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How do I Perform a Property Lien Search?

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  • Written By: N. Madison
  • Edited By: Jenn Walker
  • Last Modified Date: 06 November 2016
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    Conjecture Corporation
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Conducting a property lien search generally requires you to start out with some basic information. You will typically need at least the exact address of the property, though the owner’s name and the property’s parcel number, which is a unique numerical identifier, may prove helpful as well. Once you have this basic information at hand, you can usually search for property liens by visiting a county courthouse, an assessor’s office, or the office of the county recorder or clerk. In some places, you can even perform your lien search online or by phone.

One of the most important steps you can take when you want to do a property lien search involves the address of the property you want to search. It is very easy to make a mistake in the address and waste time and effort searching for liens against the wrong property. You may do well to double-check the number of the property, the proper spelling of the street, and any directional indicators, such as north or south, before you get started with a property lien search.

Typically, you can start a property lien search with just an address, and in some places, you may begin with just the name of the property owner as well. Having the parcel number of the property you are searching may help as well. A real estate agent may be able to provide a parcel number for you based on the address you provide.

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In most cases, you can perform a property lien search by visiting the county courthouse in the area in which the property is located. Depending on where you are searching, however, these records may be accessible through a county recorder, clerk, or local assessor's office instead. You may also find that property lien records are available through an entirely different entity in your area. To learn where to begin your search, you may do well to call a local or county government office and ask the representative who answers to point you in the right direction.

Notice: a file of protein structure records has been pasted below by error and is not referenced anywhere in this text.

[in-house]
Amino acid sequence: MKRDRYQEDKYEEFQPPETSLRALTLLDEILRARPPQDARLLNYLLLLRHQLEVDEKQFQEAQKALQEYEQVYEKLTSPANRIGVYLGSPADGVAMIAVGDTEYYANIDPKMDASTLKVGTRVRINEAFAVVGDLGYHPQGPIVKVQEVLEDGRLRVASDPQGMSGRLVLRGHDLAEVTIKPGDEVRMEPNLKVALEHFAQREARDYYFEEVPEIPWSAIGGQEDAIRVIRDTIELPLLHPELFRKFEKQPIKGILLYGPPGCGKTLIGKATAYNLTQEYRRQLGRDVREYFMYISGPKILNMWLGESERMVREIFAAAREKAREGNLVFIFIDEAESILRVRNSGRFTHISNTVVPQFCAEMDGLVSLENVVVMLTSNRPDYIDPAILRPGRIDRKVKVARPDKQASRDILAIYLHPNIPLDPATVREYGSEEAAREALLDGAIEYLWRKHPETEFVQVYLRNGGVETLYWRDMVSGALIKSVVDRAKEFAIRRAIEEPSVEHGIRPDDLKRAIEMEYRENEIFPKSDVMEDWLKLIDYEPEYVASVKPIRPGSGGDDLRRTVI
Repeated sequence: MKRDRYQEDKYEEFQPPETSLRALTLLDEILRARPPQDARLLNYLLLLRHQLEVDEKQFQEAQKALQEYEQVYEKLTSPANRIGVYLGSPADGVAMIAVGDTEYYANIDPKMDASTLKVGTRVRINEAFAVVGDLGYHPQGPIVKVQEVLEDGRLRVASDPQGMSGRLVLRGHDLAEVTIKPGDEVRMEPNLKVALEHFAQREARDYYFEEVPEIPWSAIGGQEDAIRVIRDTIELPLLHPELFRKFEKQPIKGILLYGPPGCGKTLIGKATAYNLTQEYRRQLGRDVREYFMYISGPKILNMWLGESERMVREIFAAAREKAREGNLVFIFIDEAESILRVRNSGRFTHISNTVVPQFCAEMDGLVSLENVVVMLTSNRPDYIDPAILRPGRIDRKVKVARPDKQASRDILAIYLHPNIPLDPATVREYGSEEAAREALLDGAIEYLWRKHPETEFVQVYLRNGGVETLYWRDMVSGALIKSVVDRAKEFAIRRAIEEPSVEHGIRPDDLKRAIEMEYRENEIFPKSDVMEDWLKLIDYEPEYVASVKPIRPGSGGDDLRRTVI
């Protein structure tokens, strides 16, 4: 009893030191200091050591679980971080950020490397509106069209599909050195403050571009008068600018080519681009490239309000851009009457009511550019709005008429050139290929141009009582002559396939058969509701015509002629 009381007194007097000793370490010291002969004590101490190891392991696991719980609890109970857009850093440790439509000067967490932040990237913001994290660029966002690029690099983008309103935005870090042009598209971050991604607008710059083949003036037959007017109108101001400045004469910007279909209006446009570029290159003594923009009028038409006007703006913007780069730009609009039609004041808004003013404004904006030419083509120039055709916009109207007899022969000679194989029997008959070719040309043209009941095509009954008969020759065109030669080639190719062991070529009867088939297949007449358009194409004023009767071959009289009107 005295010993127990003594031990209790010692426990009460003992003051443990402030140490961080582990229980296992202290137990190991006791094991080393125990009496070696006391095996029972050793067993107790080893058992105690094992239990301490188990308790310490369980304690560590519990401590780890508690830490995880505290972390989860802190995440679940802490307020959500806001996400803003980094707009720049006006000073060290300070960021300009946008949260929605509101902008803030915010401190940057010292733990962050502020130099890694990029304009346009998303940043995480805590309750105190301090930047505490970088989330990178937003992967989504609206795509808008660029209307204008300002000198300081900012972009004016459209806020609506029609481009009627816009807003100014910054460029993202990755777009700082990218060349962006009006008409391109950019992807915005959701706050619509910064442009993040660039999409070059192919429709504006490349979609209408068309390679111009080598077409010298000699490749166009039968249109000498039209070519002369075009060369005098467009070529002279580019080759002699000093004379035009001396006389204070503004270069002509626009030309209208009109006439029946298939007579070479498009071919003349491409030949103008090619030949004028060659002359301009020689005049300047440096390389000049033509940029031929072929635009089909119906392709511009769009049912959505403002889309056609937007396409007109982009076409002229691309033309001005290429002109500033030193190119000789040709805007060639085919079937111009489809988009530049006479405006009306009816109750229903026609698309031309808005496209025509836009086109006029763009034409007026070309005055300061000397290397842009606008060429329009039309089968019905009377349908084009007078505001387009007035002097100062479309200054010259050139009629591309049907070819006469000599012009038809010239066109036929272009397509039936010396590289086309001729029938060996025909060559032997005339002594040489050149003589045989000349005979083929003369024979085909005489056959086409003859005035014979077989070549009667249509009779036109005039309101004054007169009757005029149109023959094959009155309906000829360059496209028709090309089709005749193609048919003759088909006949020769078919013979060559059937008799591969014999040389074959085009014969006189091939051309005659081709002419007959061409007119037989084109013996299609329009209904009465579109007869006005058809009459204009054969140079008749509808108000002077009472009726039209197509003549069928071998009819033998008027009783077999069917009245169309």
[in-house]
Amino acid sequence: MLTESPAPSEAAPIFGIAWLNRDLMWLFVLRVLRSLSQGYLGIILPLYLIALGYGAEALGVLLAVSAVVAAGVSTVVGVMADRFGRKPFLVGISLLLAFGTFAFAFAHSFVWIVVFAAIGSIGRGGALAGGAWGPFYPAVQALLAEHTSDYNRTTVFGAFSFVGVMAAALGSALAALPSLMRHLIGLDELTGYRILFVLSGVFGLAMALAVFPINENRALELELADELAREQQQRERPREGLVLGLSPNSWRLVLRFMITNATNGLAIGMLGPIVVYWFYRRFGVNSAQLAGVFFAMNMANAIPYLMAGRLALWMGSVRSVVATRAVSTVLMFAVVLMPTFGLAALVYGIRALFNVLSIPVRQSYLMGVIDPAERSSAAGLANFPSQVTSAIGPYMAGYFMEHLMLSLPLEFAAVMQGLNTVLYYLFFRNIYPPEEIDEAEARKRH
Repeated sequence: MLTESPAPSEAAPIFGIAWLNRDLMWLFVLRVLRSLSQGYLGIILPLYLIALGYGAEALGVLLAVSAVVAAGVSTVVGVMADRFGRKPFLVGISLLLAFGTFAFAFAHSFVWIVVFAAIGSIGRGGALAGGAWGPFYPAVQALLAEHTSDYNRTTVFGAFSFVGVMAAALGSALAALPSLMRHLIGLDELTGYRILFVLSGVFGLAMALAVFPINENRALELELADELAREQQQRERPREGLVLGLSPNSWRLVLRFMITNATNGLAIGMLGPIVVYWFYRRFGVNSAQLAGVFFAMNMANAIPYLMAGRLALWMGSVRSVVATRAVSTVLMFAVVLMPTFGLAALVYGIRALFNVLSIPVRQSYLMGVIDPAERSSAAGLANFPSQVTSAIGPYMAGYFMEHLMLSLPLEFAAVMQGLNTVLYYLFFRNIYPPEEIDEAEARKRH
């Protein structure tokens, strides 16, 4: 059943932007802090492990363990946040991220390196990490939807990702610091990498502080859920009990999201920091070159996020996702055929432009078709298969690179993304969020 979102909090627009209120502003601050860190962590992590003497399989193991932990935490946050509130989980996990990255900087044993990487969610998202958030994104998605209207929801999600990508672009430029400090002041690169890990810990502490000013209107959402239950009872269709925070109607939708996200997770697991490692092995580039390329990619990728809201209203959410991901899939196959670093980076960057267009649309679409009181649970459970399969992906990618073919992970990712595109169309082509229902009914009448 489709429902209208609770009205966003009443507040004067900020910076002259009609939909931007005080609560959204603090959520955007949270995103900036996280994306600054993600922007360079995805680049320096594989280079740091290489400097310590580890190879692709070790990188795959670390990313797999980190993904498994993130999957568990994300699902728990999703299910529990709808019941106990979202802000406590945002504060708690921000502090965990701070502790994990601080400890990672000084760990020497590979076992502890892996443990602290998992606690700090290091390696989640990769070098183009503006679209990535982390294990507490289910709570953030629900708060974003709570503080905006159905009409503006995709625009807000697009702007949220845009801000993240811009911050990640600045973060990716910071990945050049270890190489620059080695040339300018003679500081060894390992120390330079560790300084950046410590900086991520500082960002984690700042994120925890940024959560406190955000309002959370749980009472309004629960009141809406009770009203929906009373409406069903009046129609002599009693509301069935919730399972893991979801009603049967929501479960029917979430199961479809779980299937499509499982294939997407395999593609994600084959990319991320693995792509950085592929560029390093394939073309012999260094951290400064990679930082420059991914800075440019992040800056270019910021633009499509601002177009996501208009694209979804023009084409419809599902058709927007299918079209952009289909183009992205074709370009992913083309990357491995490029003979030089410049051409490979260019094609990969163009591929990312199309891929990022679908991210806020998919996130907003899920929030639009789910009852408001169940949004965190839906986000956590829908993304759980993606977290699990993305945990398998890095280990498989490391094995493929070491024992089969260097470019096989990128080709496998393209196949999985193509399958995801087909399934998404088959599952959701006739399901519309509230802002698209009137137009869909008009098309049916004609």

Many jurisdictions make it easy to search property liens online and allow you to save time you might have spent traveling to a physical location. You may learn whether this is an option in your jurisdiction by checking a regional, county, or local government website. There are even some jurisdictions that allow people to conduct property lien searches by phone. Often, a toll-free number is provided for this purpose.

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Markerrag
Post 2

Be careful about those online records. In some jurisdictions they are not complete. If you can search records online, make sure you call the county courthouse and see if they are complete or not.

Logicfest
Post 1

Some more handy knowledge to have is how long a particular lien is good for in your state. There is generally a statute of limitations involved. You can't just file a lien and have it last forever in most cases.

Why is that good information to have? The records on a particular piece of property can go back to when your state was established or even earlier. You don't want to go back that far, do you? Just find out how long the lien in question is good for and search back that far. If no liens pop up, the chances are good one can't attach to the property.

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